The second poetic pairing states the cause of Zion’s rejoicing. Note that we say “cause,” not “causes.” There is one cause mentioned here, not two. And that’s the key to interpreting Hebrew parallelism properly. The phrases “clothed me” and “arrayed me” point to one action by God, expressed twice with different words. Likewise, the “garments of salvation” equate to “a robe of his righteousness.” These are figurative descriptions of a vitally important reality: they describe a person fully clothed by God so as to be acceptable in his sight.
The third poetic pair uses a comparison to describe the beauty of the clothing. The garments given by the Lord are as magnificent as the finest accessories worn by a bride and groom at their wedding (compare Isaiah 49:18).
The analogy involving a bridegroom and bride brings to mind the relationship between Jesus and his church (Ephesians 5:22-33). And while recognizing that the language of this verse before us is spoken by Zion, we also note that the blessings described as blessings Jesus shares with his followers. Revelation 19:7-9 tells us of the special clothing that awaits those who are part of the “wife” of the Lamb; he prepares us to join him at his “marriage” (compare Revelation 21:2).
We are reminded in verse 11 that God’s grace shown to Israel will in turn cause “all nations” to bloom with the same “righteousness” and subsequent “praise.” The righteousness that Zion displays will have an effect on nations as well. They too will know the Lord. The theme of people from among the nations coming to the Lord is highlighted throughout Isaiah (examples: Isaiah 2:2-4; 5:26; 49:6; 60:3; 66:18-20). The nations’ praise is an intended consequence of God’s faithfulness to Israel.
The Righteous Nations
“The nations will see your vindication, and all kings your glory” (verse 2a). The Hebrew word here translated “vindication” is frequently translated “righteousness” (see Job 29:14: Psalm 9:8; Isaiah 51:5). Righteousness most often refers to moral integrity in doing what God declares right. The people of Zion will live lives so distinct from sin that the nations will take notice (example: 40:5).
“You will be called by a new name that the mouth of the Lord will bestow” (verse 2b). Renaming in the Bible communicates some new characteristic of the one renamed. The new name, we are told, is prophetic, either in condemnation (Hosea 1:4-9) or commendation (example: Genesis 32:28).
Isaiah often uses name changes for the redeemed (example: Isaiah 1:26). Christians can look forward to the new names God will grant after the resurrection of the dead (Revelation 2:17).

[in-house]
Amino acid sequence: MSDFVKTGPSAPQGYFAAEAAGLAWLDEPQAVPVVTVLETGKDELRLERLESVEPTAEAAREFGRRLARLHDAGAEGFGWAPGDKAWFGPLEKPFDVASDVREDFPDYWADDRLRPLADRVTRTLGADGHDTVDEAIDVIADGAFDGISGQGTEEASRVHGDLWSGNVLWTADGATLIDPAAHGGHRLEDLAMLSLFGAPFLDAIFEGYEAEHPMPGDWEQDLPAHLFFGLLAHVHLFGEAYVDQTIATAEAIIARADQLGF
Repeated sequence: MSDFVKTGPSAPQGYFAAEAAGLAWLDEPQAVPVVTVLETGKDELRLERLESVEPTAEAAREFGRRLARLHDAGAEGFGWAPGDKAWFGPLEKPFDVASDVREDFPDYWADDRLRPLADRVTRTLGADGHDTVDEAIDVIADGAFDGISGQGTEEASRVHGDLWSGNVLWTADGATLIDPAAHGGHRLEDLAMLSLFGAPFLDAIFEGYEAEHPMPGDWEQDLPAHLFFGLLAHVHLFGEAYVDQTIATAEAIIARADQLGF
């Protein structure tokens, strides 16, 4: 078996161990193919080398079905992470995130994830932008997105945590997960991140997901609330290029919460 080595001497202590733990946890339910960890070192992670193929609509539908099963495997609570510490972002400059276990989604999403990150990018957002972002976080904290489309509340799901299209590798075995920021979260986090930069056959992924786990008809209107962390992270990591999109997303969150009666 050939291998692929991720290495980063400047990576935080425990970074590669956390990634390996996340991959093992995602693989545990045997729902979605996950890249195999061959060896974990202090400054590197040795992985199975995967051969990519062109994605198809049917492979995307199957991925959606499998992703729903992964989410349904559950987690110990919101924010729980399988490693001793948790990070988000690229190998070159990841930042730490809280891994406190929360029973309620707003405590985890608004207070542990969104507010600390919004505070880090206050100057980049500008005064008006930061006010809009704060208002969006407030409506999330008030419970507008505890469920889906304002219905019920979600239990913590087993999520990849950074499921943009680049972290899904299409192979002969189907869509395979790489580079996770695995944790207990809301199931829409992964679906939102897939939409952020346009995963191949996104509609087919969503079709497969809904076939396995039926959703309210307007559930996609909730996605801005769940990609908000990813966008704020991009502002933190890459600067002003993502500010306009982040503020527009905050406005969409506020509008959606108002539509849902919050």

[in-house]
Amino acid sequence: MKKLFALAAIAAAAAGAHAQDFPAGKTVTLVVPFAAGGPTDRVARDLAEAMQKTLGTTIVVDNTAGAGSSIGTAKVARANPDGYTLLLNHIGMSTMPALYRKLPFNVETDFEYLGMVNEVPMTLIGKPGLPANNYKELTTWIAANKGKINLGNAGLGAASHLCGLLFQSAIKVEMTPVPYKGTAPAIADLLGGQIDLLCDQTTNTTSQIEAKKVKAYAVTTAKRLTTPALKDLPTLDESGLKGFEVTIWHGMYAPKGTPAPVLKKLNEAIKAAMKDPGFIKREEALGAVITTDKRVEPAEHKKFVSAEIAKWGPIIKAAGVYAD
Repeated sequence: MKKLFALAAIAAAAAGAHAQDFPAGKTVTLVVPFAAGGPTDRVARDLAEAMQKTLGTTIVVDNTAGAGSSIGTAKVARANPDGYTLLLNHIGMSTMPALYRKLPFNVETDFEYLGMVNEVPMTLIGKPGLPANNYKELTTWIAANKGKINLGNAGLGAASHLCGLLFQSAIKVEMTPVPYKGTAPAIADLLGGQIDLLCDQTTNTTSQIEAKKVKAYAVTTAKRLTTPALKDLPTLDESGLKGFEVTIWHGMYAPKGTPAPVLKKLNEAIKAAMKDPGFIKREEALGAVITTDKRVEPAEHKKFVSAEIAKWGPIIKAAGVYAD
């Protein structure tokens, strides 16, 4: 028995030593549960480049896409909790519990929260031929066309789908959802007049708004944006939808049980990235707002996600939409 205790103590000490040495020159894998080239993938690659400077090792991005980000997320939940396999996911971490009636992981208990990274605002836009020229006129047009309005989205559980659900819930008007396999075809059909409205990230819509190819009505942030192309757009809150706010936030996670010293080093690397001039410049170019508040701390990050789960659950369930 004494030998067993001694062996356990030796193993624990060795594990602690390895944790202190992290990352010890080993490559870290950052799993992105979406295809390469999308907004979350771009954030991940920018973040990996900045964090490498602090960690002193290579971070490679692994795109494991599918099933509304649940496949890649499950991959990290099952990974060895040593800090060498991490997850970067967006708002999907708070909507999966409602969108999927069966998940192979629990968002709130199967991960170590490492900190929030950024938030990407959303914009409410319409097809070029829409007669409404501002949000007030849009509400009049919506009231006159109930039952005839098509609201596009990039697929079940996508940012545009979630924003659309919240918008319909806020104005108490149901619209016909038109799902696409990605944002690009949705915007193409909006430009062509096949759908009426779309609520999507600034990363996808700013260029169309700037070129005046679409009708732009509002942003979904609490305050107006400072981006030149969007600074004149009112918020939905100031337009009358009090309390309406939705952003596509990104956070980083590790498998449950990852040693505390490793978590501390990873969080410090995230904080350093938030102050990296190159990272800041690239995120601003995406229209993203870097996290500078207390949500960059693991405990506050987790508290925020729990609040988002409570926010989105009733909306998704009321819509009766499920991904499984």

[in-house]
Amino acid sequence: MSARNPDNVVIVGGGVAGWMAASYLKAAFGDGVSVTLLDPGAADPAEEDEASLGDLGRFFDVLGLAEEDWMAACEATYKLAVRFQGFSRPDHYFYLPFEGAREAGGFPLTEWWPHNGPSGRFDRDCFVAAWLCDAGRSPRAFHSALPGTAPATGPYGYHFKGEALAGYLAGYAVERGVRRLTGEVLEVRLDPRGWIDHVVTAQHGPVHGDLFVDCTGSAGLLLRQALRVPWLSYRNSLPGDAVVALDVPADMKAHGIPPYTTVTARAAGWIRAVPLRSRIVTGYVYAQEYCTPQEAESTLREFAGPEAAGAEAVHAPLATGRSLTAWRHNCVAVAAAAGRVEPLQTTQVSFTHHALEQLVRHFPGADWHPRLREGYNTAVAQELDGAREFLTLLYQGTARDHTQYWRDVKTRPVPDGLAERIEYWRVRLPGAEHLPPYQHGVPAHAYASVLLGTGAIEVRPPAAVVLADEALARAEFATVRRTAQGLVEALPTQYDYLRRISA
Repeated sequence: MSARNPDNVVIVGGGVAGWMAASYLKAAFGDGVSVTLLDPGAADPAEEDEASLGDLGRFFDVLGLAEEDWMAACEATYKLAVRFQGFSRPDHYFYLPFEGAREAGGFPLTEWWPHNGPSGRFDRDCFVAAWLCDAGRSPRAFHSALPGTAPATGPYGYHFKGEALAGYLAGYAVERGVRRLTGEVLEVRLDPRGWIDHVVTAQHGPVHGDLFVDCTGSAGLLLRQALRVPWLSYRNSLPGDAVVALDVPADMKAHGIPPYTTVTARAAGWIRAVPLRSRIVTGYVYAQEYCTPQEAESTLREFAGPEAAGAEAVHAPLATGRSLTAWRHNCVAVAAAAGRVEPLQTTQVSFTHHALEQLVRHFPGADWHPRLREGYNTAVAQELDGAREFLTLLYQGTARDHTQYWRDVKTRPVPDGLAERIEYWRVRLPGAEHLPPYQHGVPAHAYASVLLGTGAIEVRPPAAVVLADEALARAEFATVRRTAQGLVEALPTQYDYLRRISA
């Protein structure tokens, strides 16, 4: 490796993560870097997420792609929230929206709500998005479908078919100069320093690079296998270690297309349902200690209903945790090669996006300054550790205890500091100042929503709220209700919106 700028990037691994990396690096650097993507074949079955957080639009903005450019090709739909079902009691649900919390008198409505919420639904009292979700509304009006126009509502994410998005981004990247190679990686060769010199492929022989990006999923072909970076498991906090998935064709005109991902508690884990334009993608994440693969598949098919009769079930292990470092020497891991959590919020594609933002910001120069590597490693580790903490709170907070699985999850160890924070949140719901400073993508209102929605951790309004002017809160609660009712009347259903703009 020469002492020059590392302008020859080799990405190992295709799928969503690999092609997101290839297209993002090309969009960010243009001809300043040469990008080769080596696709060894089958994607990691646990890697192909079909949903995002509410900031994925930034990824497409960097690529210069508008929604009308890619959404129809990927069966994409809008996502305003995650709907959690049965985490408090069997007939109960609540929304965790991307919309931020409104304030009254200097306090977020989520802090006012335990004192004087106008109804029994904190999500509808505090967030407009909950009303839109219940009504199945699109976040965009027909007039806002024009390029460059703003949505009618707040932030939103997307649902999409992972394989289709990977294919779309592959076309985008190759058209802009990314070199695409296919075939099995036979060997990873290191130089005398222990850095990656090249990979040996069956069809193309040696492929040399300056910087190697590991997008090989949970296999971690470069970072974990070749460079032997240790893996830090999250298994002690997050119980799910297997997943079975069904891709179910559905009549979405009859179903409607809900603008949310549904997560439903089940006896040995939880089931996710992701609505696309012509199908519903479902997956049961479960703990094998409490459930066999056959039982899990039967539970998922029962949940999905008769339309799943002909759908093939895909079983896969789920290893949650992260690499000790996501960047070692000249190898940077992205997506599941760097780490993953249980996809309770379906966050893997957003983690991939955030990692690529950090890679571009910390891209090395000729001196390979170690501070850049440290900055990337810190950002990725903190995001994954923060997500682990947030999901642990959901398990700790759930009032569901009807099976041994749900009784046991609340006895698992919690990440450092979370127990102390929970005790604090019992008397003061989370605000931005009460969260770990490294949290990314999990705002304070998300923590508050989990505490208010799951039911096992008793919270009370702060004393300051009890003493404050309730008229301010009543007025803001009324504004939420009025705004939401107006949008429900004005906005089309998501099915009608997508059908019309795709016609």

Isaiah 62:3 says, “You will be a crown of splendor in the Lord’s hand, a royal diadem in the hand of our God.” The second statement once again builds on the first. A “crown” is often made of gold and worn by a king: “diadem” occurs parallel to the crown. They both signify the splendor of the Lord and his royalty. Zion is the crown or diadem in the Lord’s hand. Simply put, to be in the hand of the Lord is to be under his control.
4a. says, “No longer will they call you Deserted, or name your land Desolate.” Israel forsook the Lord and because of this the land was to be deserted (32:14). From all appearances, the people will seem to be forsaken in the Babylonian captivity to come. But once they yield to become the righteous crown in God’s hand, they will know they are not forsaken (42:16, 60:15).
The Hebrew word translated “Desolate” is used six times in Isaiah, but this is the only time it is set in a positive light. The reason is because it will be permanently ended.
One last thought: if we live under the control and care of God we are mandated to share Christ with the world (Matthew 28:19, 20).
Sometimes someone will say to me, “Hal, I am not growing spiritually. Why can’t I grow? Do you have a suggestion?” I usually ask that person, “Are you sharing your faith?”
Resources for this lesson
- In what ways have your views of justice been challenged because of our studies over the past several weeks?
- What viewpoint do you continue to hold even though you sense God wants you to change? Please share.
Dr. Hal Brady is a retired pastor who continues to present the Good News of Jesus Christ and offer encouragement in a fresh and vital way though Hal Brady Ministries (halbradyministries.com).
- “2019-2020 Standard Lesson NIV Commentary, Uniform Series, International Bible Lessons for Christian Teaching,” pages 293-300.
- “The New Interpreter’s Bible, Volume VI,” pages 514-517.
- “The Abingdon Bible Commentary,” pages 672-673.
- “The Interpreter’s Bible Volume 5,” pages 713-715.